The Brontes may not be immediately associated with mystery, but the gothic form, according to study leader Carol Kent, is "the most enduring influence on mystery." And Jane Eyre, by Charlotte Bronte, is, of course, a pure piece of gothic fiction. So today, we were off to Haworth and the Bronte Parsonage, where the Bronte sisters lived, beginning in 1820. There, we met with author Robert Barnard (above at the parsonage), a prolific mystery writer as well as president of the Bronte Trust. Barnard gave us a tour of the Bronte house, and later a tour of The Red House, owned by friends of Charlotte and immortalized in her novel Shirley. It was a double bonus: one of Britain's most-known authors and a Bronte expert! Barnard has a wicked sense of humor -- I recommend his Death by Sheer Torture and The Case of the Missing Bronte, but Barnard has more than 40 books -- so plenty to choose from.

It was also our second pub lunch on the tour -- and I must mention it because it was at the Old Silent -- the namesake of Martha Grimes' novel The Old Silent. And one mystery solved for me: Yorkshire pudding is not a pudding (in the American sense, at least), but it is still quite good!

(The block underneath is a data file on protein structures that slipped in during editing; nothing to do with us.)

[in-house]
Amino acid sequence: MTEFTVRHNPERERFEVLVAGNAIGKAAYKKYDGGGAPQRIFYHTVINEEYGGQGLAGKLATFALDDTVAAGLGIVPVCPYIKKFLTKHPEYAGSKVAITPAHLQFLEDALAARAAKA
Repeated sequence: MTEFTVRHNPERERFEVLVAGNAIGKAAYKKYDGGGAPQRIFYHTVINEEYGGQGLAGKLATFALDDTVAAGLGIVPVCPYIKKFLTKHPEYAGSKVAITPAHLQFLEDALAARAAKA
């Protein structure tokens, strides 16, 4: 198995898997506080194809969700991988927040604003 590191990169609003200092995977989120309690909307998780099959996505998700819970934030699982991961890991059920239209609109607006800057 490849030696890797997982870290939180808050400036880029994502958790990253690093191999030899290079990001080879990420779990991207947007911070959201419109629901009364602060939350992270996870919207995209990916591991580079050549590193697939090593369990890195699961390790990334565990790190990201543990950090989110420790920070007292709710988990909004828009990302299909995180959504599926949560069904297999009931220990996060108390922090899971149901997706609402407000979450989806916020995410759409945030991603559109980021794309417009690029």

The mystery of Yorkshire

Where better than the United Kingdom to immerse yourself in mysteries? As part of the Smithsonian's Mystery Lover's England and Scotland tour, I'm doing just that -- getting quite the literary education while visiting some of the most beautiful countryside anywhere. Our base for now if the Majestic Hotel in Harrogate (North Yorkshire), a turn-of-the-century grand spa hotel.

Study leader Carol Kent, a former Georgetown University professor, has presented us with first-rate classes on gothic literature (think horror, the supernatural, a brooding atmosphere and the macabre) and how some modern authors "defang" the gothic by turning it on its head (authors Robert Barnard, Reginald Hill).

We've had some wonderful guest speakers as well -- authors Staurt Pawson, Ann Cleeves and Martin Edwards formed a panel on why the North of England is so hospitable to mysteries. For Cleeves, one explanation is that the south has become populated by wealthy newcomers who don't spend their time peeking out windows to see what their neighbors are doing. But in the north, there's more seclusion -- and more noisy neighbors. The landscape helps as well -- the moors and dales of Yorkshire have been inspiring writers since the Bronte sisters.

Cleeves and Martin have novels coming out soon -- watch for them! And if you aren't a Pawson fan yet, his Insp. Charlie Priest is one of the best characters today in detective fiction.